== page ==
Many of us think that the only way to celebrate Mardi Gras is by getting sloshified drunk. That might work when you're a college kid, but a lot of us have to get up and go to work tomorrow or take care of kids tonight, tomorrow, and into the foreseeable future. How should we celebrate?
In the churches of my youth, there would have been a Shrove Tuesday Pancake Supper to attend. I'm guessing that many churches will be dark tonight. After all, tomorrow is Ash Wednesday, and we really can't expect, in this day and time, for people to go to church on more than one weeknight. Most church folks I know will barely make it to Ash Wednesday service. For those of you wanting a primer on how we came to have Mardi Gras, Carnival, and/or Shrove Tuesday, go to this post on my theology blog.
So, here's an idea: a simple, yeasted bread that requires no kneading and is relatively healthy, but also sweet. I'll walk you through it.
Epiphany/Mardi Gras Bread
2 pkg (5 ½ tsp.) active dry yeast
¼ c. warm water
2/3 c. milk
½ c. sugar
1 ½ tsp. salt
½ c. butter
3 large eggs
4 c. flour (can be part or all whole wheat)
2 c. candied fruit, and/or raisins, and/or nuts
In a large bowl, dissolve the yeast in the warm water with a tsp. of sugar and the salt. Give it a few minutes to foam, and then mix in the eggs. In a small heavy saucepan, bring the milk, butter, salt, and sugar to a boil. Once it’s cooled a bit, add the milk mixture to the yeast mixture, along with the flour, and blend.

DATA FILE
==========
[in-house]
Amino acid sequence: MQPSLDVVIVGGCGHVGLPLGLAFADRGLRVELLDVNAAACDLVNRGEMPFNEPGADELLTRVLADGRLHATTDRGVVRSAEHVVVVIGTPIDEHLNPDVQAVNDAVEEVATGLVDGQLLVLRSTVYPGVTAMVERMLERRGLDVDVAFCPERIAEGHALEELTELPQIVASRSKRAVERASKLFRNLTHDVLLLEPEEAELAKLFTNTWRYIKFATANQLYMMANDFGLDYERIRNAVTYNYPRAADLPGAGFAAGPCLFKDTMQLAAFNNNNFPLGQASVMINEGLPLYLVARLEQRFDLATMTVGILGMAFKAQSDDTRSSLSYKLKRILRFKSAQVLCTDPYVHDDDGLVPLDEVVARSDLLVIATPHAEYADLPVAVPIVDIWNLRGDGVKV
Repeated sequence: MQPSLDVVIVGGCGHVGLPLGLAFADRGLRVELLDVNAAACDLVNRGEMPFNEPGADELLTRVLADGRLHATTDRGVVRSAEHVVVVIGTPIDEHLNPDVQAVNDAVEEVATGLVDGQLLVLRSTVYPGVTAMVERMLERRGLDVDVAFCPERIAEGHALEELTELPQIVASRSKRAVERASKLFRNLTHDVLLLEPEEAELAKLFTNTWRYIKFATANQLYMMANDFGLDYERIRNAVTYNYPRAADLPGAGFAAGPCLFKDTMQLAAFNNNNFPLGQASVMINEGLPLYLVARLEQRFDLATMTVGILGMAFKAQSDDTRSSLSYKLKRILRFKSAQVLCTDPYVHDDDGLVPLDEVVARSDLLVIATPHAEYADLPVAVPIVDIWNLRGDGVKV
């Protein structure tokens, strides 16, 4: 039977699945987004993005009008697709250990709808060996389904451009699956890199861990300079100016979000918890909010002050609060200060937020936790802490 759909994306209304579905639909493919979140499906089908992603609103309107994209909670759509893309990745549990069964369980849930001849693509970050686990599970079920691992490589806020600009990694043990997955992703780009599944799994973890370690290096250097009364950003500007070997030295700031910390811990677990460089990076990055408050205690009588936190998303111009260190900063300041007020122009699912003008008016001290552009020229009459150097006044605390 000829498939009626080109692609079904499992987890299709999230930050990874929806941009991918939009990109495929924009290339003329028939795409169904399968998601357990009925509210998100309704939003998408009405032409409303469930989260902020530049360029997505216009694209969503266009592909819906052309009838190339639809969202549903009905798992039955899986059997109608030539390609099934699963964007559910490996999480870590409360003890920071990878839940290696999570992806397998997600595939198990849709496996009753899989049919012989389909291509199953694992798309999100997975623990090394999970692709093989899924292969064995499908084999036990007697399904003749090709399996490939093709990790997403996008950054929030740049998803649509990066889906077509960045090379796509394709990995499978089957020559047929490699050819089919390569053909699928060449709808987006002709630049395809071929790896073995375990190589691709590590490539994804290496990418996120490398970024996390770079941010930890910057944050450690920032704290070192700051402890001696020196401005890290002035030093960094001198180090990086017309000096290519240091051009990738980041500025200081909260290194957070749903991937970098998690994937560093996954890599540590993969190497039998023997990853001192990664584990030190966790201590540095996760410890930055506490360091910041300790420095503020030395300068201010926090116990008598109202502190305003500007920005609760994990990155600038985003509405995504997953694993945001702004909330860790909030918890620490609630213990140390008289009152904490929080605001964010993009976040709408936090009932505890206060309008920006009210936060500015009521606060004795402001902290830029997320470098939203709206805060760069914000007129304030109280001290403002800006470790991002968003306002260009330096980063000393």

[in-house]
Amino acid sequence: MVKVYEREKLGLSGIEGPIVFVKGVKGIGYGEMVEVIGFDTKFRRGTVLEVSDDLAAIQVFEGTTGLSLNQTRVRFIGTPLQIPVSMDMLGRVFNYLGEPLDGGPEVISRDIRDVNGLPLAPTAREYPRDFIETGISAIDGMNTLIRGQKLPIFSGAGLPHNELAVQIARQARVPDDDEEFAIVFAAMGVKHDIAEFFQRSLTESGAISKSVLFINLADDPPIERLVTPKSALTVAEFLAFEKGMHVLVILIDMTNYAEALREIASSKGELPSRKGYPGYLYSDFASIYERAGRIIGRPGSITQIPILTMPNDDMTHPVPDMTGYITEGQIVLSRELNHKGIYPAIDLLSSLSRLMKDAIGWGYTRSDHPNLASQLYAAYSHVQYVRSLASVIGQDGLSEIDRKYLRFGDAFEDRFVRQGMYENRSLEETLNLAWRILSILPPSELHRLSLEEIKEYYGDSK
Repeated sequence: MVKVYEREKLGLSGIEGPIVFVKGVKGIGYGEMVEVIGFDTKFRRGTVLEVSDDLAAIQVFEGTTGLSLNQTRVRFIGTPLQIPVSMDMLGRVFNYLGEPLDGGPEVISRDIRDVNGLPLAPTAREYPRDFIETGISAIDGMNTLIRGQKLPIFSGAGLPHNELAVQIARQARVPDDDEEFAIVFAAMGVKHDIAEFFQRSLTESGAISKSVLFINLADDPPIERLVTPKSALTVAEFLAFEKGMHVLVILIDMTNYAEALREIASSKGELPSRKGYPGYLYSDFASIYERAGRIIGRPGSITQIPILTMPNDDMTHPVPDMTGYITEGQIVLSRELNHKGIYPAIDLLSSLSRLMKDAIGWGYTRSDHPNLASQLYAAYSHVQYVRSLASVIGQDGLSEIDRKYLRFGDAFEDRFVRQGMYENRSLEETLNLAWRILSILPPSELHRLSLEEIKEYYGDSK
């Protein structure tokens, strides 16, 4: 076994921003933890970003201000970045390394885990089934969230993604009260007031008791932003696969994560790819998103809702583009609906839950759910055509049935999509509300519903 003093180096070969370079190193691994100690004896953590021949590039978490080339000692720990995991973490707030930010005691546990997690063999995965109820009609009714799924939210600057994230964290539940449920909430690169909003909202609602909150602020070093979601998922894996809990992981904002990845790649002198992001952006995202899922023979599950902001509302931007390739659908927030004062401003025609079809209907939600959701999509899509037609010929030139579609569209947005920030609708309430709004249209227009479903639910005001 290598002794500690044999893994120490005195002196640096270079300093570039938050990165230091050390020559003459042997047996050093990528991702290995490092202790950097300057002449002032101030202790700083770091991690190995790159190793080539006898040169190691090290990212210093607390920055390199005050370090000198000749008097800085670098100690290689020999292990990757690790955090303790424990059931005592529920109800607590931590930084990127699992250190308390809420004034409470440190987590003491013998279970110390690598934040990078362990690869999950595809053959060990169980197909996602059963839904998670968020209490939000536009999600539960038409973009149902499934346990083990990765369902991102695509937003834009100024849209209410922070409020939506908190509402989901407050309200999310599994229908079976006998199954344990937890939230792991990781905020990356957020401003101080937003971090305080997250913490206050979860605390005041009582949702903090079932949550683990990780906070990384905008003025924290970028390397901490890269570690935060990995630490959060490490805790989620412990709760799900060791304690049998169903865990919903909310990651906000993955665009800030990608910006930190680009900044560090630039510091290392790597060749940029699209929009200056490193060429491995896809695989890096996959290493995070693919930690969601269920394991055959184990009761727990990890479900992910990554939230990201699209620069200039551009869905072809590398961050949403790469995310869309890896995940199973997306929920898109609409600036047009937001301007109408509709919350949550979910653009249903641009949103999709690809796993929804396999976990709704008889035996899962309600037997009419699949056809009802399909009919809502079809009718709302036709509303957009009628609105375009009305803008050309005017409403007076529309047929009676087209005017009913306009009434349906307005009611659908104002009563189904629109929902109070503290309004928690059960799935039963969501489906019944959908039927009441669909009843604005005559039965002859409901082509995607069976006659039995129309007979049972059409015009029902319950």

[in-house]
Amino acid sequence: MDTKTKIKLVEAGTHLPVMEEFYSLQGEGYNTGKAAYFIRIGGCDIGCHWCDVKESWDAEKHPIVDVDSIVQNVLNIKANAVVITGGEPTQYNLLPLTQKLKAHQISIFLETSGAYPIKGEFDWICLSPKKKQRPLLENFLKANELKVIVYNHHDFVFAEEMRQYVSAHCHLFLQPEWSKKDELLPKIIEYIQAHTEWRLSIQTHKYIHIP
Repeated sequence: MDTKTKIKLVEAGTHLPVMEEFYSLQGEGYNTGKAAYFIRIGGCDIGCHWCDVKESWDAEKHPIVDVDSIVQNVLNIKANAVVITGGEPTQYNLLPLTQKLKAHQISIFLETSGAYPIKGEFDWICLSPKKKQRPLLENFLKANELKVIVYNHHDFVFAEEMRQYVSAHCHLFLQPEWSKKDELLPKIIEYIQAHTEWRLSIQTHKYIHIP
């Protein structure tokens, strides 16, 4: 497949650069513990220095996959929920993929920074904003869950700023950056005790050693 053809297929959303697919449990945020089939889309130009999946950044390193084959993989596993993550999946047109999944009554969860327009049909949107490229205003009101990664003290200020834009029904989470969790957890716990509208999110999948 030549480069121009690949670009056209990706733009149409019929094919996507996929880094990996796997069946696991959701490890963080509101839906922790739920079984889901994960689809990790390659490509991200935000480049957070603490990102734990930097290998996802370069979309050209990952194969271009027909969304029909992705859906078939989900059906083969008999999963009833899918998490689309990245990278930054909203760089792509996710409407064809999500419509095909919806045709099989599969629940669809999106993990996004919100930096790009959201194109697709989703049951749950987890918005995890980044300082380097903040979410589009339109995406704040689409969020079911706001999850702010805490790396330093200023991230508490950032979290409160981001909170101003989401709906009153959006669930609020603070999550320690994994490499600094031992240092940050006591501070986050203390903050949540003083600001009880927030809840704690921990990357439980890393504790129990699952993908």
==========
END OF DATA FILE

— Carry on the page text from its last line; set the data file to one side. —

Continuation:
Add the 2 cups of candied fruit, nuts, and/or raisins—or leave them out. I’ve used candied ginger with great success, and I really like dried cranberries and pecans. You can use more gourmet items, like citron. Or use the candied fruits that make an appearance during the holiday baking season.
The dough will be very sticky; fortunately, you don’t knead it.
Simply let it rise. Grease 2 tube pans or bundt pans.
When the dough has doubled in size, spoon it into the pans. Let it rise again.
If you want to put prizes in the bread, you can do so before you put the bread in the oven. The traditional prize for Mardi Gras is a baby Jesus (if using plastic, stick him into the bread after baking). For Epiphany/Three Kings Bread, some bread bakers include a coin (wrapped in foil) that indicates good luck for the person who finds it. Some put a china baby into the bread. Other customs include a bean, a clove, a twig, a piece of rag. Some traditions have the person who finds the embedded item doing the clean up, some have the person hosting the next party in February at Candlemas or the next year's Mardi Gras party.
Bake at 375 for 25-35 minutes. The dough should be golden, and a toothpick inserted in the center should come out clean.
The bread is delicious plain:
but it’s also good with powdered sugar frosting or glaze.
For Mardi Gras, traditionally you’d sprinkle the icing or glaze with sugar colored purple, green, and/or yellow.
You can make colored sugar easily at home by stirring food coloring into white granulated (table) sugar:
Based on a recipe found in Beatrice Ojakangas’ The Great Holiday Baking Book
And keep this bread in mind as Christmas rolls around; it's easy for gifts and a reason to celebrate Epiphany on January 6.
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